|We recently tasted five special blanc de blancs Champagnes with Daniel Lorson. Blanc de blancs is made entirely from Chardonnay grapes and is among the lightest and most refreshing of Champagnes, says Reva Singh. Champagne is not the only bubbly in the world, but it’s the best known and most highly priced. It is also the standard by which other sparkling wines are judged.|
|Daniel Lorson, Director of Communications, Comité Interprofessionel du Vin de Champagne (CIVC) was in India last month, reiterating the message that “champagne” is not a generic term for a bubbly wine, but a region in the northeast of France. “Champagne only comes from Champagne …” was his constant refrain.|
The CIVC is the joint trade association of Champagne growers and Champagne houses. It defines policies, and is responsible for quality control as well as the promotion and protection of the Champagne appellation.
Champagne is usually made with three grapes: pinot noir, pinot meunier and chardonnay. There are many different styles of Champagne. During his visit Lorson decided to showcase only one category, namely, blanc de blancs which is French for white wine made from white grapes. (You also have blanc de noirs, a Champagne made entirely from pinot noir or pinot meunier grapes, or from both; it is more robust and complex). Blanc de blancs Champagne is 100% Chardonnay, characterised by citrus and floral notes and known for its elegance and lightness. It is relatively scarce because only 28% of the total surface of Champagne is cultivated with Chardonnay grapes, but most Champagne houses have for long been producing a certain quantity of blanc de blancs, said Lorson.
Indians are well acquainted with Champagne in general. However, Lorson’s objective was to introduce us to the next level and demonstrate that even within a specific Champagne category the diversity is immense. He chose five interesting wines for the tasting, starting with Pommery, a non vintage blend of Chardonnay grapes from ten different villages plus 10% reserve wine. “This is a good introduction – an entry into the world of Chardonnay with a classic blend.”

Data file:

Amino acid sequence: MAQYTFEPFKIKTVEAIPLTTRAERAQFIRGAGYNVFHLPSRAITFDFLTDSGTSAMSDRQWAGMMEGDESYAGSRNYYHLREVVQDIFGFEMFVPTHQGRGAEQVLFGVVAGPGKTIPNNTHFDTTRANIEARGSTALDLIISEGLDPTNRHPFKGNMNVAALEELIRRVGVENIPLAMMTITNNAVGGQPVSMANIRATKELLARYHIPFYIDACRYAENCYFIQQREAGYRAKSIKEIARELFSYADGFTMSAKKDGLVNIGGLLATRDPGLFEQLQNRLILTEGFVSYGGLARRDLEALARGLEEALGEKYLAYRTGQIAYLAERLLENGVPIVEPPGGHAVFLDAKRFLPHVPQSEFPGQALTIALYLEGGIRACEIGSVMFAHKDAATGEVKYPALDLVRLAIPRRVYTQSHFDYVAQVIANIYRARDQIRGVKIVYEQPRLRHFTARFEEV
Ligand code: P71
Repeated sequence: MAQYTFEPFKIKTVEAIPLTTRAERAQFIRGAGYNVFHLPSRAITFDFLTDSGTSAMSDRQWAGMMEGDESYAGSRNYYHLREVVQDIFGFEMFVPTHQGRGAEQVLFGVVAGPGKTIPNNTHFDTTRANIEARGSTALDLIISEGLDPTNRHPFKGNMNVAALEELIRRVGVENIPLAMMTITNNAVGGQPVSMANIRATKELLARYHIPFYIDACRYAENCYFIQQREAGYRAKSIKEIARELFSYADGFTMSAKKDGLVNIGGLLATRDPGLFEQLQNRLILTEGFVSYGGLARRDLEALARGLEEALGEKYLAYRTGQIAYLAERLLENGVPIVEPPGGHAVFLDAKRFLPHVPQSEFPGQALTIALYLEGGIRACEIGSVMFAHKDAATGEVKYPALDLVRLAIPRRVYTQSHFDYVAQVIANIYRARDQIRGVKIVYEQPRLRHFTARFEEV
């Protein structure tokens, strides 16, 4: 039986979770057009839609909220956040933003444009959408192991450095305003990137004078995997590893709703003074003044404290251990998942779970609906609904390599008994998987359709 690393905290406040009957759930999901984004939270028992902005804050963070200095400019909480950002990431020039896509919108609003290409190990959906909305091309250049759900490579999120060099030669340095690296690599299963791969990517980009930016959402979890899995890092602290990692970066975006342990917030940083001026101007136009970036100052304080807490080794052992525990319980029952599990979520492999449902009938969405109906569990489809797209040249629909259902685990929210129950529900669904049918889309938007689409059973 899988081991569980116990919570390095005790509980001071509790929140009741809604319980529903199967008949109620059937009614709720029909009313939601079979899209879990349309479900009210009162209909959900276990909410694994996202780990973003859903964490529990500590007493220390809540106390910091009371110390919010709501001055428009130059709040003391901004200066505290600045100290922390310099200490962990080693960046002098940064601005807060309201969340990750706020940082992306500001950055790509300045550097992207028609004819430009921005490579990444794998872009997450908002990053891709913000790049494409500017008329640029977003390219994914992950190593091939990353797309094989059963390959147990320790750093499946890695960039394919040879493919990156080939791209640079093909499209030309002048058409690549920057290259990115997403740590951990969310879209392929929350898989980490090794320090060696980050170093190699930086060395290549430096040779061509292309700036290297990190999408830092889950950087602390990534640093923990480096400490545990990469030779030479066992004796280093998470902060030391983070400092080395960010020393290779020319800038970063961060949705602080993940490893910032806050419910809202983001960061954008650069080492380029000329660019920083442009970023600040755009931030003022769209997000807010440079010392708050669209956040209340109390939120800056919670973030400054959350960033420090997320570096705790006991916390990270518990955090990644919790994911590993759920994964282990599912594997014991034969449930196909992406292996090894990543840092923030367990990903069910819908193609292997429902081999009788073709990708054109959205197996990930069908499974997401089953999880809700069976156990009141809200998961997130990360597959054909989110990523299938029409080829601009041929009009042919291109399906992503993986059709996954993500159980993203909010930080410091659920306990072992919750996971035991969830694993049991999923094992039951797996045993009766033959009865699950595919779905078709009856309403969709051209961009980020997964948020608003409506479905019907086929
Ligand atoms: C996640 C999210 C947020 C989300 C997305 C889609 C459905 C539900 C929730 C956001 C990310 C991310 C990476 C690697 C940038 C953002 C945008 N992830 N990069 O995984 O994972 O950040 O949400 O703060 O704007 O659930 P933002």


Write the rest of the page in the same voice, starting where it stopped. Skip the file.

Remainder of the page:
The dominant flavour was citrus, mainly lime and grapefruit, which evolved to more exotic fruits like mango and pineapple that were slightly candied. Body, strength and structure comes from Pinot Noir but blanc de blancs gets elegance and finesse from Chardonnay. It was dry and crisp with an average finish that didn’t last very long but was still pleasant on the palate.
“Pommery is a 24-hour Champagne, easier to drink than many others that are more opulent. An ideal aperitif, it opens up the appetite and makes your mouth water!” Lorson said. Pommery is imported into India by Brindco.
Champagne houses have assiduously promoted the blending of terroirs and vintages in their bubbly and 85% of Champagne is non vintage. Pommery combines different vintages to reach a distinct style decided by the chef de cave.
The other Champagnes tasted were: Michel Gonet Prestige 1998, which was a good vintage (imported by Hema). Gonet is a medium size family company producing 300,000 bottles a year. Nicolas Feuillatte Cramant 1996 imported by Sonarys, is the biggest Champagne cooperative. Billecart Salmon Blanc de Blancs (non vintage) is imported by Dhall Food and Taittinger Blanc de Blancs 98, by TTG, now Prestige.
Lorson said, “For me, Taittinger is the best expression of blanc de blancs.” A classic green-gold with a nice, fine mousse and tiny bubbles, the Champagne had a toasty, buttery flavour. With its salty, mineral character, Lorson felt it would go well with seafood, caviar, oysters and lobsters. “It’s also a wine that you would enjoy with pleasure on its own.”
Read Shivani Dogra’s interview with Daniel Lorson in the November/December 2008 edition of Sommelier India-The Wine Magazine. For importers’ contact information look up SI Listings, available in print and online for SI subscribers.